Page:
As medical director of nurseries at Sky Ridge it's my job to make sure the nursery has the appropriate equipment, technology and staffing as well as policies and procedures in place to deliver the safest and highest quality care to expectant mothers and newborns.
Q: Why do babies have to be treated in the NICU?
A: Premature babies are treated in the NICU because they may not have the ability to do many of the things that a full-term baby can do. Some need help with their breathing in the first few days, and many can't nurse or bottle feed directly and need to be tube-fed until they're more mature. Most also need help staying warm and need to be cared for in an incubator. The NICU provides the best environment for them to grow until their parents can care for them just like a full-term baby.
We also take care of babies who are born full-term but may have difficulty transitioning from life inside the womb to life outside. We treat these infants for various problems, such as jaundice, infections and difficulties with breathing. Babies in this situation might need care for just a few days.
Q: As the newest HealthONE hospital, Sky Ridge is a valuable asset for people living in south Denver metro area. What are some of the amenities available as well as benefits for babies who are delivered at Sky Ridge?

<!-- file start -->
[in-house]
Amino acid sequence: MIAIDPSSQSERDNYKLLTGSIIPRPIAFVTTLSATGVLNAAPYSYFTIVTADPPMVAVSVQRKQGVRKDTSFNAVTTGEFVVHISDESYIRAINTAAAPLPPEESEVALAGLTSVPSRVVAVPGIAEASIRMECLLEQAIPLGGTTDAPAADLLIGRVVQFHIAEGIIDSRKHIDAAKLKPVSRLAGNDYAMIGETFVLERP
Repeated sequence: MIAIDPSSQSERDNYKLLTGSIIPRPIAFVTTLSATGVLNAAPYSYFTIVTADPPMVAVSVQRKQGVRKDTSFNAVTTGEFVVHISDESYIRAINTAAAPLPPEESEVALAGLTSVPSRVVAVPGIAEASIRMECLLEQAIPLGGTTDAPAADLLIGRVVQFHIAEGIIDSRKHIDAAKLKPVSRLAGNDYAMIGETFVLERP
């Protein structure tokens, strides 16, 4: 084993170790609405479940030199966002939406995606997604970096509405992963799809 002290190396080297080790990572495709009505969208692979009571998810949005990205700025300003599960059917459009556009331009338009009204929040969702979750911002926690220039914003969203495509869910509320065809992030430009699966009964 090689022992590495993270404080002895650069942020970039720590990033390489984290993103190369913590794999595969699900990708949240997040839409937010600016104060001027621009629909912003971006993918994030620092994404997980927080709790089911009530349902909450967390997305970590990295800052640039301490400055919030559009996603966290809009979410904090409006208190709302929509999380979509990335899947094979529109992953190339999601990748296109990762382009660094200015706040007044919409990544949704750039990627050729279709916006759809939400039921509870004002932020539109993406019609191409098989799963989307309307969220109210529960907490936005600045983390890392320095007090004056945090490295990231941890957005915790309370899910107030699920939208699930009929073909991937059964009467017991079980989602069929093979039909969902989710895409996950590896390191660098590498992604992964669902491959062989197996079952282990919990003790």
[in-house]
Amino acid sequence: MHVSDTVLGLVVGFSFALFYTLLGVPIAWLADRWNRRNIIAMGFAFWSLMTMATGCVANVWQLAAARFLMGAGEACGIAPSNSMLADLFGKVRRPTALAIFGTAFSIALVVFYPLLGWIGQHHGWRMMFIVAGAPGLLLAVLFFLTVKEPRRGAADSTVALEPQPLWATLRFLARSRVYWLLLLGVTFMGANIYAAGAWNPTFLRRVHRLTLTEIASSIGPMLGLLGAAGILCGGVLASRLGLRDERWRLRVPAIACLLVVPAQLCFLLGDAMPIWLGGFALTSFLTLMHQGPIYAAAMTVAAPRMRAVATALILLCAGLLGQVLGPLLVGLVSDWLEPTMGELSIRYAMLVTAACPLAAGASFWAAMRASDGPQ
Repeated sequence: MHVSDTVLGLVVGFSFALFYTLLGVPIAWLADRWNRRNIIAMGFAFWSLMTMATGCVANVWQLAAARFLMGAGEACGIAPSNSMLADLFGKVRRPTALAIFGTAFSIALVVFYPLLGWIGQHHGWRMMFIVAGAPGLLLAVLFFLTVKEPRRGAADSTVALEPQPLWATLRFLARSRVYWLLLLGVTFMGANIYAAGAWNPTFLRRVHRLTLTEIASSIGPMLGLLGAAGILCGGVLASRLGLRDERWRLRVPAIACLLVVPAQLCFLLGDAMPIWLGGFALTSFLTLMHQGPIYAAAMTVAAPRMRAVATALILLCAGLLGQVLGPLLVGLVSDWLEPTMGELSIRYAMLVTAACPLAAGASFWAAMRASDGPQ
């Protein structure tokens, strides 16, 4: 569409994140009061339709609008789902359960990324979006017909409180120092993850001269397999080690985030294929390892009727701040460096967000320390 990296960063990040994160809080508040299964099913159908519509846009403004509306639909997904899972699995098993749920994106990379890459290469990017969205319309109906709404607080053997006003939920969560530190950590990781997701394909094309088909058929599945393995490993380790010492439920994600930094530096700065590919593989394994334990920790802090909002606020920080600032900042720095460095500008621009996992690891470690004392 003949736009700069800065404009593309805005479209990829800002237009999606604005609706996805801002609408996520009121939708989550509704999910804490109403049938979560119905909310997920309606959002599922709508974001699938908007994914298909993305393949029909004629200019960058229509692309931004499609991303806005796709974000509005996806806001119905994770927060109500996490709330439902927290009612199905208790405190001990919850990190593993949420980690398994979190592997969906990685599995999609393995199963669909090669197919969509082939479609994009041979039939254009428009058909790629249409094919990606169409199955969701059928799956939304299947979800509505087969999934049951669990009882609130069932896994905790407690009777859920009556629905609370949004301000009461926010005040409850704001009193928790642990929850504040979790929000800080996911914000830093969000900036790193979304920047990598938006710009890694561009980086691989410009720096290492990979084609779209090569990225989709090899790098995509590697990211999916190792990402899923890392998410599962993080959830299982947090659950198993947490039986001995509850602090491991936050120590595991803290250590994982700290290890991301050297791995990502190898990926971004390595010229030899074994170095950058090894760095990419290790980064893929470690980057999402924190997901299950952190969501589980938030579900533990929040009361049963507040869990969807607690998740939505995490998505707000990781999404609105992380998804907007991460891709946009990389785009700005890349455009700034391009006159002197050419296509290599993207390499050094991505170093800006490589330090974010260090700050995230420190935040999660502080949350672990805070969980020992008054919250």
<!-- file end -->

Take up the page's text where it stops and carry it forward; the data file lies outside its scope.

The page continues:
A: Sky Ridge is a full-service hospital with a separate pediatric emergency department and a pediatric unit staffed by Pediatrix/Obstetrix physicians and private pediatricians. With its 11-bed nursery, Sky Ridge has the ability to provide care for babies born at or after 28 weeks and who weigh more than 1,000 grams, or about 2.2 pounds. The hospital has a full range of sub-specialist pediatricians for areas including cardiology, surgery, urology, endocrinology and gastroenterology who can care for infants with specific problems.
Also, Sky Ridge provides a parent room where parents can stay temporarily if their infant needs to have prolonged care beyond when the mother is discharged from the hospital. As a physician affiliated with Pediatrix/Obstetrix, I also have access to the organization's research data system called Baby Steps, which allows me to tap the expertise of hundreds of neonatologists around the country to provide the best care and treatment for newborns.
Q: Can you talk more about Pediatrix/Obstetrix's Baby Steps database and how that technology helps you do your job more effectively?
A: Baby Steps is our proprietary database that helps us share expertise with other physicians around the country, especially when we're caring for babies with rare or complex conditions. We also use the database to analyze information on more than 40,000 patients to develop best practices for delivering care.
Q: What exactly is Pediatrix/Obstetrix Medical Group?
A: We're a nationwide practice of physicians founded in 1979 who provide specialized care for high-risk babies, children and mothers. Our Colorado group of about 50 doctors is part of a network of more than 800 specialists around the country.
Annual NICU Reunion
Sky Ridge Neonatal Intensive Care Unit graduates come together each year to reconnect and visit with staff members that cared for them in the early days.